I’ve been visiting Saratoga Springs almost every summer since I was born.  I’ve missed a couple years here and there since moving to NYC, but it’s a place that lives in a very special corner of my heart, and I was lucky to escape there for a couple days over the summer.  My mother has been going every year for the last 40 years. FORTY YEARS. It’s such a sweet and special town. Stewart’s Ice Cream: No words. It is the best.

P  O  R  T  S  M  O  U  T  H ,   N  H

Along the way to an overnight getaway in Ogunquit, Maine, we stopped in the sweet little town of Portsmouth, New Hampshire. Honestly, we wanted to stay and nix the next half hour of driving! It was so beautiful — a quainter version of Boston. Our visit was short but so worth the pit stop. Portsmouth Brewery is a must-go!

O  G  U  N  Q  U  I  T  ,  M  A  I  N  E

Ogunquit was a great end-of-Summer escape.  It was such a wonderful little town, filled with cute shops and gorgeous views.  I tried lobster for the first time and we spontaneously went kayaking.  It was totally worth the drive!

W  I  L  D  W  O  O  D  ,   N  J

My bride-to-be’s bachelorette party was in Wildwood, New Jersey.  It was a perfectly inexpensive weekend getaway.  We landed an amazing Air BNB, located near a ton of restaurants on the water, and only a short walk to the boardwalk.  We rode the go-karts, Escaped The Room, and made breakfast each morning equipped with Costco bagels and lots n’ lots of mimosas.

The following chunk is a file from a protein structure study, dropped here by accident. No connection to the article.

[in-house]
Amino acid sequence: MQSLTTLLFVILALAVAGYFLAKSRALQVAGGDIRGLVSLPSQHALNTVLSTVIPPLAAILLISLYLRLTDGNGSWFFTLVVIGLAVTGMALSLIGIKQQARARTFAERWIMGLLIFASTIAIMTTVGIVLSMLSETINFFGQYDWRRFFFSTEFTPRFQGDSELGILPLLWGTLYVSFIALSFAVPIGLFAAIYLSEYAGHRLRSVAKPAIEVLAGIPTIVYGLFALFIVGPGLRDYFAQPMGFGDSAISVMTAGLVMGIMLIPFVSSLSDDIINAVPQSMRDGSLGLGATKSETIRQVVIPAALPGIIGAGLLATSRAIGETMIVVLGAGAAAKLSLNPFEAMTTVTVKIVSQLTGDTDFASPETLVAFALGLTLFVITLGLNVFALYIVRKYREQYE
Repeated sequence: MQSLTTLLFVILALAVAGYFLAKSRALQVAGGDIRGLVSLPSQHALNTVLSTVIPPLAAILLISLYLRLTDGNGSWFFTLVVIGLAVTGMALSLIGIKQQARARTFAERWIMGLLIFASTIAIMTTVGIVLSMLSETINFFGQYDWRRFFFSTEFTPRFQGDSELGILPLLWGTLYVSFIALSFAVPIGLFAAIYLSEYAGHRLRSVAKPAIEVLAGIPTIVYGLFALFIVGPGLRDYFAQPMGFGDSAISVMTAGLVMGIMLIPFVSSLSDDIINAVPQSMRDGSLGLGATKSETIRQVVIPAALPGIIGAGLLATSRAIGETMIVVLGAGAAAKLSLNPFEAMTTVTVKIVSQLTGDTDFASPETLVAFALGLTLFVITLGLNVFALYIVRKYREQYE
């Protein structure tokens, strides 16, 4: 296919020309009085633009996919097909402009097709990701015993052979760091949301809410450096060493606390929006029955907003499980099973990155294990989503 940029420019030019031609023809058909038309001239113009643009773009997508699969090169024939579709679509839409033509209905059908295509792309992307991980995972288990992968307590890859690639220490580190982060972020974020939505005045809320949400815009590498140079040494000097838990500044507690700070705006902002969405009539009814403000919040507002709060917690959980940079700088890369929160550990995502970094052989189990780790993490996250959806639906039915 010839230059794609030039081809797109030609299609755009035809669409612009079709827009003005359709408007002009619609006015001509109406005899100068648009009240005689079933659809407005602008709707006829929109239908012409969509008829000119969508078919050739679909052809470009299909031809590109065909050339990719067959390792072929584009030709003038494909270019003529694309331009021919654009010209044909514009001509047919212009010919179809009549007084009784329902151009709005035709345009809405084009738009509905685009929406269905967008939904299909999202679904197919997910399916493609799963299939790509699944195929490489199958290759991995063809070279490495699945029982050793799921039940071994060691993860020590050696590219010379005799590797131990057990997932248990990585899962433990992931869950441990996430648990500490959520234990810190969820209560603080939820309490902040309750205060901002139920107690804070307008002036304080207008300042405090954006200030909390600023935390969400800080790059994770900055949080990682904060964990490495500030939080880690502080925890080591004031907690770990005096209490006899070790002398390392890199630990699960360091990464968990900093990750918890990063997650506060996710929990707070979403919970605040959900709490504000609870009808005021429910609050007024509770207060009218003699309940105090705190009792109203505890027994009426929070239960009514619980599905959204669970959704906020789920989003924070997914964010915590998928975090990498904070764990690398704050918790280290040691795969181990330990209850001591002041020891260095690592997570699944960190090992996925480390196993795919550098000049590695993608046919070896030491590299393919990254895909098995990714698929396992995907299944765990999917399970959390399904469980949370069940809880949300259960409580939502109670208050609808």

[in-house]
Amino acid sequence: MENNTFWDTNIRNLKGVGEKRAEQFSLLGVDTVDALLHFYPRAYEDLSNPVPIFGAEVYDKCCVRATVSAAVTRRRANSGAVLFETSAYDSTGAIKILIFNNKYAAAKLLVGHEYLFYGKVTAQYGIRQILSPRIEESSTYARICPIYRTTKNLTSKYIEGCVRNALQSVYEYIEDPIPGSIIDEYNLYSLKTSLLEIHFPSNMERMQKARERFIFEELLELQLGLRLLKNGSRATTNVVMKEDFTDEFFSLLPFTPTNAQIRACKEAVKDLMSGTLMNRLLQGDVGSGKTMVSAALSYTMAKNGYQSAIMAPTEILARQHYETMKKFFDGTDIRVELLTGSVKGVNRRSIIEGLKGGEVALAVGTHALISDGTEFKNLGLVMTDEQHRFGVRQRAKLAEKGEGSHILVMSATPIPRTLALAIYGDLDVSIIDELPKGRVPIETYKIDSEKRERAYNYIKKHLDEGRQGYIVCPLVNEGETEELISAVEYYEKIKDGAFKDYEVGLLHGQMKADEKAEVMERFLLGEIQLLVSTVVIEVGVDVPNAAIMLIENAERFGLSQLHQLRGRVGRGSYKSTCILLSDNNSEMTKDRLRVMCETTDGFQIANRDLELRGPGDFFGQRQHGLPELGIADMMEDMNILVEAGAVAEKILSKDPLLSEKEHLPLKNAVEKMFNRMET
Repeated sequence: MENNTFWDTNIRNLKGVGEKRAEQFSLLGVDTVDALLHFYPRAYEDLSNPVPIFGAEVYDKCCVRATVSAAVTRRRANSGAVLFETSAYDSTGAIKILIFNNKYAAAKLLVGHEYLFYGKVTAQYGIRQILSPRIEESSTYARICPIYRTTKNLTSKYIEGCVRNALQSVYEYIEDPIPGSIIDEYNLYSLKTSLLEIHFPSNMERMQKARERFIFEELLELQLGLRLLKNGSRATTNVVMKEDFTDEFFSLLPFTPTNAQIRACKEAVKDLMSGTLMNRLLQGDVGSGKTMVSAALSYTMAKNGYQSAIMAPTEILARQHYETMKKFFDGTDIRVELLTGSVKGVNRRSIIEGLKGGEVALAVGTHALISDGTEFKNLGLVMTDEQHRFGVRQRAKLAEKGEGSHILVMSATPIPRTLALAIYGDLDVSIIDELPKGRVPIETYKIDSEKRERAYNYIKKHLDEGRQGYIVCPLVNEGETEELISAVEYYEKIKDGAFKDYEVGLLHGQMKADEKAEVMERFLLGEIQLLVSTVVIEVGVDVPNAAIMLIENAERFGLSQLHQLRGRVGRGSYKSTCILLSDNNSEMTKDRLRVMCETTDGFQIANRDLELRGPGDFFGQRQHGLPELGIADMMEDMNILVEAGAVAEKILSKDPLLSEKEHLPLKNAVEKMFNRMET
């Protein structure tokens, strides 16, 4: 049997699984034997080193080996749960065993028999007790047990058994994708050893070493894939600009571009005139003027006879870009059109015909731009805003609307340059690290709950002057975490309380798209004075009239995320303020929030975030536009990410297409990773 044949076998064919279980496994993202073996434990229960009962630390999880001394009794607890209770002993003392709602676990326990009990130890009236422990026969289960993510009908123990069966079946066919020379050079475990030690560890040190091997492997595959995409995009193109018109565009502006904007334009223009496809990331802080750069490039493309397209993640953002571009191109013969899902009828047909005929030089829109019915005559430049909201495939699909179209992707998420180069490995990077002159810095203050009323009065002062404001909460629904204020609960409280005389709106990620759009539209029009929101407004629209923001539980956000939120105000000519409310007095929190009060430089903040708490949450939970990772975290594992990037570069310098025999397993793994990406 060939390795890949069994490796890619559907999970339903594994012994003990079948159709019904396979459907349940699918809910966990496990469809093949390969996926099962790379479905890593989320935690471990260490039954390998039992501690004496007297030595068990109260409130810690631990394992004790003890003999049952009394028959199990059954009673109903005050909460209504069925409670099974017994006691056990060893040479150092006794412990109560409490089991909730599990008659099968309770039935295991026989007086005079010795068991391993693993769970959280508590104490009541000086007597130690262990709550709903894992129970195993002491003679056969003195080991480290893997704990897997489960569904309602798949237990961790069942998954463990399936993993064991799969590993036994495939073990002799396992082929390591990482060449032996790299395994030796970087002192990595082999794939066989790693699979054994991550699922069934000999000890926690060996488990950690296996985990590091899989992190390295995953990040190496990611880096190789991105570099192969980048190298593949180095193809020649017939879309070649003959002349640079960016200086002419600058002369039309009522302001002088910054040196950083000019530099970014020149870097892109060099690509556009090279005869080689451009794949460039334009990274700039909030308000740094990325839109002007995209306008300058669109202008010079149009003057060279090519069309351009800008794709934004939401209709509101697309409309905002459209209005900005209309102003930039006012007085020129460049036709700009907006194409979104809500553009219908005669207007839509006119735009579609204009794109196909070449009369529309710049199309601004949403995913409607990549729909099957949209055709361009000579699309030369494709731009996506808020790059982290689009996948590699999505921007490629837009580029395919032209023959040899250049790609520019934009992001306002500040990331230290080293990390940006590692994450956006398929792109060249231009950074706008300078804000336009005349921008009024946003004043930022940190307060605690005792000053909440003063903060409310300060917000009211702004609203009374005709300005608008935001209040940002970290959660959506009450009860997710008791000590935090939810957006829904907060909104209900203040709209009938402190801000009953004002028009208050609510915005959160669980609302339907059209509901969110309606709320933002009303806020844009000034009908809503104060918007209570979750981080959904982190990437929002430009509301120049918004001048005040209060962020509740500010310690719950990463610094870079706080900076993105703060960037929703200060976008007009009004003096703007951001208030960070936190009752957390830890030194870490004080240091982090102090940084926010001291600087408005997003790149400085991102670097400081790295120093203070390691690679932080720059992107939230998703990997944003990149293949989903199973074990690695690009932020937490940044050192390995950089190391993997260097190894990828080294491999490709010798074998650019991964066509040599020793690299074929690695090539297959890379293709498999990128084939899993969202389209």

N  E  W     W  I  N  D  S  O  R  ,   N  Y

I can’t say New Windsor, New York is the most exciting destination ever; but it’s special for the simple fact that I got to watch my best friend get married there.  It was about an hour west of where we grew up together in Connecticut, so it was definitely familiar, but still a new adventure.  The venue (Anthony’s Pier 9) was beautiful, and the rehearsal dinner was held at Newburgh Brewing Company; which is so charming and has a stunning view of the river, especially in the Autumn!

P  R  O  V  I  D  E  N  C  E  ,   R  I

Though it was only a glimpse, I took a spontaneous road trip to visit my best gal who recently relocated to Providence, Rhode Island to get her MFA at Brown (she is a rock star).  The journey was short but sweet — we got brunch at The Grange Providence, an adorable little restaurant down the street from her apartment that serves brunch all day.  Yes, all day, every day.  While we didn’t explore much, the road trip itself was a new adventure, and it was undoubtedly the first of many more visits to come!

tj maxx, you should go

lifestyle

So anyone who knows me is well-aware — I am undoubtedly a Maxxinista. Most of my wardrobe, from my dresses, to my shoes, down to my underwear, is from one of the TJX stores.

Well, last week, I had the most outrageous experience with a $10 shirt that I purchased from the 57th Street TJMaxx in Manhattan earlier last month. It was a simple, pink, cotton shirt that was stylish without breaking the bank (as most items at TJMaxx are) manufactured by a brand named Lavender Field.